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Gesture facilitates the syntactic analysis of speech

MPS-Authors
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Holle,  Henning
Department Neuropsychology, MPI for Human Cognitive and Brain Sciences, Max Planck Society;
Department of Psychology, University of Hull, Hull, UK;

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Obermeier,  Christian
Department Neuropsychology, MPI for Human Cognitive and Brain Sciences, Max Planck Society;

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Schmidt-Kassow,  Maren
Minerva Research Group Neurocognition of Rhythm in Communication, MPI for Human Cognitive and Brain Sciences, Max Planck Society;
Institute of Medical Psychology, Johann Wolfgang Goethe University, Frankfurt am Main, Germany;

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Friederici,  Angela D.
Department Neuropsychology, MPI for Human Cognitive and Brain Sciences, Max Planck Society;

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Gunter,  Thomas C.
Department Neuropsychology, MPI for Human Cognitive and Brain Sciences, Max Planck Society;

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Holle_2012_Gesture.pdf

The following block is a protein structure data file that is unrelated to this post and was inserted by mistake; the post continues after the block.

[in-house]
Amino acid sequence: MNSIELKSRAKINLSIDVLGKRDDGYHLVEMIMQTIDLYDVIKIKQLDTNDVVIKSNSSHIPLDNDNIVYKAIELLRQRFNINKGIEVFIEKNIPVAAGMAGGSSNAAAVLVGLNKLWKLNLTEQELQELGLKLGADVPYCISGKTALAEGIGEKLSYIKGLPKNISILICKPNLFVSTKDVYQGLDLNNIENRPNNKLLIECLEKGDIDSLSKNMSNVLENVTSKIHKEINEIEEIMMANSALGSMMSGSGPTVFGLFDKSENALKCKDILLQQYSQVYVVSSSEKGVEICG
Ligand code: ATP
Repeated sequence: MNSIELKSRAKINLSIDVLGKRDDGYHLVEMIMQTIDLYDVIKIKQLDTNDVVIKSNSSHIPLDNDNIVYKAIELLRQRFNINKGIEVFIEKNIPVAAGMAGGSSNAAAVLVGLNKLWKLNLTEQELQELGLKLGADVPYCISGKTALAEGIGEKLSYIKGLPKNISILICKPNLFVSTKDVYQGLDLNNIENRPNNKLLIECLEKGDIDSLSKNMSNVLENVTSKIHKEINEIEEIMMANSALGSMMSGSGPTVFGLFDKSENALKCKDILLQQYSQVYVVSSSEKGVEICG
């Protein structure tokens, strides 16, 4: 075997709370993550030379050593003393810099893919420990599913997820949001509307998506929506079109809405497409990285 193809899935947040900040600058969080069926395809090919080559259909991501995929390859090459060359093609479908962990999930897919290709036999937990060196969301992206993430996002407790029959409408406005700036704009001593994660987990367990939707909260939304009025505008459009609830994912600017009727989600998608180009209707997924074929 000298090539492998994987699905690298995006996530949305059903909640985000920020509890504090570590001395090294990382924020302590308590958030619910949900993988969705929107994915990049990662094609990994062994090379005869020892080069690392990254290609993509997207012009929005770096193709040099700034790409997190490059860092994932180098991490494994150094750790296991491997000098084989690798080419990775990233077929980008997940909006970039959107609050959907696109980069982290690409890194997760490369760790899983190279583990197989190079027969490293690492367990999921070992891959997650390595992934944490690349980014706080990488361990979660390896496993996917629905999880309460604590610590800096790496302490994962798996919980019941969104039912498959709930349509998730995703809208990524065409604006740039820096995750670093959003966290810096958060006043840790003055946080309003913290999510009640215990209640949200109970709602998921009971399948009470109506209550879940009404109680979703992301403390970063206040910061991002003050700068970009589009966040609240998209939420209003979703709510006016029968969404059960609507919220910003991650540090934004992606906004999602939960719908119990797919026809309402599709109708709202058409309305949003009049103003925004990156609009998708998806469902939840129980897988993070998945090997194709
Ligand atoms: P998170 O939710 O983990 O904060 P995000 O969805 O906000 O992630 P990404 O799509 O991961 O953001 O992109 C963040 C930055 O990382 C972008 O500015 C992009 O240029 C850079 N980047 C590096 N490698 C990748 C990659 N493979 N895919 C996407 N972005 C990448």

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Citation

Holle, H., Obermeier, C., Schmidt-Kassow, M., Friederici, A. D., Ward, J., & Gunter, T. C. (2012). Gesture facilitates the syntactic analysis of speech. Frontiers in Psychology, 3: 74. doi:10.3389/fpsyg.2012.00074.


Cite as: http://hdl.handle.net/11858/00-001M-0000-000F-81D3-4
Abstract
Recent research suggests that the brain routinely binds together information from gesture and speech. However, most of this research focused on the integration of representational gestures with the semantic content of speech. Much less is known about how other aspects of gesture, such as emphasis, influence the interpretation of the syntactic relations in a spoken message. Here, we investigated whether beat gestures alter which syntactic structure is assigned to ambiguous spoken German sentences. The P600 component of the Event Related Brain Potential indicated that the more complex syntactic structure is easier to process when the speaker emphasizes the subject of a sentence with a beat. Thus, a simple flick of the hand can change our interpretation of who has been doing what to whom in a spoken sentence. We conclude that gestures and speech are integrated systems. Unlike previous studies, which have shown that the brain effortlessly integrates semantic information from gesture and speech, our study is the first to demonstrate that this integration also occurs for syntactic information. Moreover, the effect appears to be gesture-specific and was not found for other stimuli that draw attention to certain parts of speech, including prosodic emphasis, or a moving visual stimulus with the same trajectory as the gesture. This suggests that only visual emphasis produced with a communicative intention in mind (that is, beat gestures) influences language comprehension, but not a simple visual movement lacking such an intention.